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Solo Female Travel in Mexico – Your Essential Guide


Mexico is by far my favorite place on the planet, and I’m partial to recommending other solo female travelers to come here to explore. Something I love about Mexico is that every city, town, and region has their own special thing that makes it unique. From the mole in Oaxaca to the mind blowing Mayan ruins of the Yucatán, each place worth a visit.

Here’s my complete guide for making your solo trip to Mexico the best it can be:

The Best Destinations in Mexico for Solo Female Travelers:

1. Guanajuato City, Guanajuato

Guanajuato is a sprawling city that has a bit of everything. Because of its history as having once been one of the most wealthy places in Mexico, the streets are full of immaculately built buildings and some of the best architecture in the country. If it weren’t for the obvious Mexican elements, you might think you’ve been transported across the ocean to Spain!

While it is a larger city, there are a few smaller areas where travellers tend to congregate, making it easier than you’d expect to meet others. Sticking to the city center is always a great way to assure that you’ll cross paths with other travellers.

Guanajuato City itself is known for being pretty safe, but make sure to do your research on any places you plan to visit outside the city. The state of Guanajuato doesn’t have a great reputation for being safe, so if you have any doubts about any day trips it might be a good idea to go with a tour group.

2. Holbox, Quintana Roo

cancun things to do isla holbox
What a magical island!

This little island in the Caribbean is an absolute dream. I was enchanted the first time I went and I’ve been dying to go back ever since. Holbox is a great place for solo female travelers because it’s small, quiet, and social all at the same time. There are no cars on the island and most people get around by golf cart, which makes it a great place for first-time travelers because it is super accessible and easy to get around.

You’re likely to see the same faces over and over again in Holbox, and that can be really fun if you’re looking to meet new people. The laid back vibe of the island also lends itself to easily striking up a conversation with a stranger and feeling at ease.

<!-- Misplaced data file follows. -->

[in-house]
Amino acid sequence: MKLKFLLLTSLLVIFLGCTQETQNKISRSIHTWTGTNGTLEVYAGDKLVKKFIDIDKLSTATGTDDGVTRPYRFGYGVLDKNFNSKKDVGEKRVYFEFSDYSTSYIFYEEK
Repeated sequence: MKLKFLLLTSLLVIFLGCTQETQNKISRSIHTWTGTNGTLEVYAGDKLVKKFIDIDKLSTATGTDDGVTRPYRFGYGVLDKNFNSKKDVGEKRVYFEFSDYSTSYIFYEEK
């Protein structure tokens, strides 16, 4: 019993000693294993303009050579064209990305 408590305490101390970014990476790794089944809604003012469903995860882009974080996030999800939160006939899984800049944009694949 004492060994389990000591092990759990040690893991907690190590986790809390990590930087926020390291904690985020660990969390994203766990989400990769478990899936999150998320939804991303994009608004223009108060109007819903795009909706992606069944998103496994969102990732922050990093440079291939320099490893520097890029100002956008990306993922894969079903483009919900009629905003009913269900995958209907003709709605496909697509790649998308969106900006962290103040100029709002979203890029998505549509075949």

Check out our post with plenty of other things to do on Holbox and around Cancún!

3. Mérida, Yucatán

We’ve written about Mérida before because it’s one of the most magical places in Mexico and safe, too. I lived there for 3 months while in college and I found it incredibly difficult to leave. It’s an enchanting city with a ton of things to do and a friendly atmosphere.

I love Mérida’s cosmopolitan vibe. There are many foreigners living there who own restaurants and shops around town. You can find a French bakery right next to a Mexican taquería next to an Irish pub, literally!

Mérida has been named Mexico’s safest city and the second safest city in all of North America. This is especially reassuring if you’re a solo female traveler. In my experience the street harassment in Mérida is significantly less frequent than in other places in Mexico and even in the States.

4. San Cristóbal de las Casas, Chiapas

Oh, San Cristóbal. I have found that this city is the best in Mexico if you want to heal yourself and explore your spirituality. Located up in the mountains, San Cris is surrounded by nature. Whether you want to get out and hike in the woods, swim in a lake, or take a weekend trip to the beach, San Cris has it all.

I especially recommend San Cris for solo female travellers for a few reasons. First of all, it is easy (and fun!) to meet people here. It’s a very social city without the intense party atmosphere as other places. You can find chill breweries, coffee shops, and wineries to hang out and meet people at without the crazy spring break vibe you might find on the beach.

Another thing I love about San Cristóbal is how safe I feel here. Street harassment happens everywhere, but I have experienced far less than in other places. The overall relaxed feeling here is comforting and definitely makes me feel safer, which is something I hear from other women here all the time.